Coronavirus: Tory backbenchers want lockdown eased soon

Nicholas Watt
Newsnight political editor
@nicholaswatton Twitter

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Closed shop in SunderlandImage source, Getty Images
Image caption,
There are fears some parts of the economy will not recover

A "very tense" meeting of senior backbench Conservative MPs has heard concerns that the coronavirus lockdown could devastate the economy.

Members of the executive of the backbench 1922 committee voiced fears that unless the lockdown is eased within the next few weeks, the UK may no longer have much of a functioning economy.

A small number of members of the 1922 executive met in Westminster on Wednesday afternoon, with other dialling in.

Some members believe the lockdown needs to be relaxed after the first week of May.

"If we don't do that we really will see thousands of businesses go under," one 1922 member told BBC Newsnight.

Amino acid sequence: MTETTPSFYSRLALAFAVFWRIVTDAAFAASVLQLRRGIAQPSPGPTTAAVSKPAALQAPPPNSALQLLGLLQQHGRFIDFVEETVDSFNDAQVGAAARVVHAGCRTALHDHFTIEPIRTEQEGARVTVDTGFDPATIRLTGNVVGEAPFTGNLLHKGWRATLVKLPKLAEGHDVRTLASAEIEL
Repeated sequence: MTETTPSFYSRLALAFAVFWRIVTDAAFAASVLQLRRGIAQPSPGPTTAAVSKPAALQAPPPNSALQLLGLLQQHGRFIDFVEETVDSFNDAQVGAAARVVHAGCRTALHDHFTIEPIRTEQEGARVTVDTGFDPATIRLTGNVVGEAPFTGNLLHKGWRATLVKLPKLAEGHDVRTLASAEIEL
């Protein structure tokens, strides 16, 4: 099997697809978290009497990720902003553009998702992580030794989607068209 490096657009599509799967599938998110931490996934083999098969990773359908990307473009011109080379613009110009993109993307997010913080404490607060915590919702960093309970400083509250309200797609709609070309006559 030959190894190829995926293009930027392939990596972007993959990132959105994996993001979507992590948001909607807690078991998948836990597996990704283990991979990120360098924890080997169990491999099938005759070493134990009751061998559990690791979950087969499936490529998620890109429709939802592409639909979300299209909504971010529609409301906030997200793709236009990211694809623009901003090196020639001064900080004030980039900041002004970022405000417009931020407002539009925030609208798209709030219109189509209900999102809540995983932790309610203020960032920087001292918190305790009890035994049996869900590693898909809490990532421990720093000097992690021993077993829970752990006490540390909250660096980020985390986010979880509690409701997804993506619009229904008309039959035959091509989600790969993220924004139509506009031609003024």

As a first step, gardening centres and DIY stores should open immediately. they suggested.

BBC Newsnight understands that the government's messaging on coronavirus was described by one 1922 member as "ludicrous".

MPs expressed interest in the suggestion by the Oxford academic Carl Heneghan that the peak of deaths was on 8 April, indicating that a fall in infections came in mid-March, when initial social distancing and hygiene measures introduced before the lockdown on 23 March came into effect.

One 1922 member told BBC Newsnight: "Social distancing and hygiene measures were the key.

"We should follow the government guidance. If you can't work at home then you can go to work if observe social distancing and hygiene. Focus on that rather than the ludicrous government messaging. That drowns out the actual guidance."

The government messaging, displayed on billboards and at the daily No 10 press conference, says: "Stay Home, Protect the NHS, Save Lives."

The 1922 executive heard that the government has achieved its main goal - the NHS has not been overwhelmed.

But that should not mean no change to the lockdown. There will continue to be infections, and the UK will have to learn to live with this virus for two or maybe three years, the meeting heard.

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